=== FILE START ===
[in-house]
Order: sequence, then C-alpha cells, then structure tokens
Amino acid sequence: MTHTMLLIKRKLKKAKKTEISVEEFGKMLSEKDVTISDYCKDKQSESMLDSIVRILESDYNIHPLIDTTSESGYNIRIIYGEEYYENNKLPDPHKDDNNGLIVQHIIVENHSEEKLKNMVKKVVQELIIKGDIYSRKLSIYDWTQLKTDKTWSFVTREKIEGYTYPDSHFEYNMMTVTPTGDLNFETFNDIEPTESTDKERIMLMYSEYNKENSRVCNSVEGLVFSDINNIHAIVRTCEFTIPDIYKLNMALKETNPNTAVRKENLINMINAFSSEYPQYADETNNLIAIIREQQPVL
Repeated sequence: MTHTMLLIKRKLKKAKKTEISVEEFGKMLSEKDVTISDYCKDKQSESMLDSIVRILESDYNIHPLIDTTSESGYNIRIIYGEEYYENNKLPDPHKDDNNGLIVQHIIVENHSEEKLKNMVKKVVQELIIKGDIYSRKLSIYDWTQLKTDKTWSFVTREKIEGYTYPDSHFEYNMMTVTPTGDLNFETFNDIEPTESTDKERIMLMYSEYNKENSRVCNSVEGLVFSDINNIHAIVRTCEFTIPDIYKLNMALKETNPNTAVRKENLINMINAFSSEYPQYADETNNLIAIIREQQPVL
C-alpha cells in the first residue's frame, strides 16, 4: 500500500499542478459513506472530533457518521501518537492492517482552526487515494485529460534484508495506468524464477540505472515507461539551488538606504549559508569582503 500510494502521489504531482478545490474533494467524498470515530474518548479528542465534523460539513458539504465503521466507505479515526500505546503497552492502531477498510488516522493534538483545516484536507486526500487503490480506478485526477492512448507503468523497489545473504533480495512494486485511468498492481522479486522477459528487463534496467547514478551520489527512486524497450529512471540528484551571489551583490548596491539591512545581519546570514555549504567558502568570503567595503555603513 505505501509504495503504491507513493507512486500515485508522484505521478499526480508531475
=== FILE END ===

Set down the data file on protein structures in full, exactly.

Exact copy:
[in-house]
Order: sequence, then C-alpha cells, then structure tokens
Amino acid sequence: MTHTMLLIKRKLKKAKKTEISVEEFGKMLSEKDVTISDYCKDKQSESMLDSIVRILESDYNIHPLIDTTSESGYNIRIIYGEEYYENNKLPDPHKDDNNGLIVQHIIVENHSEEKLKNMVKKVVQELIIKGDIYSRKLSIYDWTQLKTDKTWSFVTREKIEGYTYPDSHFEYNMMTVTPTGDLNFETFNDIEPTESTDKERIMLMYSEYNKENSRVCNSVEGLVFSDINNIHAIVRTCEFTIPDIYKLNMALKETNPNTAVRKENLINMINAFSSEYPQYADETNNLIAIIREQQPVL
Repeated sequence: MTHTMLLIKRKLKKAKKTEISVEEFGKMLSEKDVTISDYCKDKQSESMLDSIVRILESDYNIHPLIDTTSESGYNIRIIYGEEYYENNKLPDPHKDDNNGLIVQHIIVENHSEEKLKNMVKKVVQELIIKGDIYSRKLSIYDWTQLKTDKTWSFVTREKIEGYTYPDSHFEYNMMTVTPTGDLNFETFNDIEPTESTDKERIMLMYSEYNKENSRVCNSVEGLVFSDINNIHAIVRTCEFTIPDIYKLNMALKETNPNTAVRKENLINMINAFSSEYPQYADETNNLIAIIREQQPVL
C-alpha cells in the first residue's frame, strides 16, 4: 500500500499542478459513506472530533457518521501518537492492517482552526487515494485529460534484508495506468524464477540505472515507461539551488538606504549559508569582503 500510494502521489504531482478545490474533494467524498470515530474518548479528542465534523460539513458539504465503521466507505479515526500505546503497552492502531477498510488516522493534538483545516484536507486526500487503490480506478485526477492512448507503468523497489545473504533480495512494486485511468498492481522479486522477459528487463534496467547514478551520489527512486524497450529512471540528484551571489551583490548596491539591512545581519546570514555549504567558502568570503567595503555603513 505505501509504495503504491507513493507512486500515485508522484505521478499526480508531475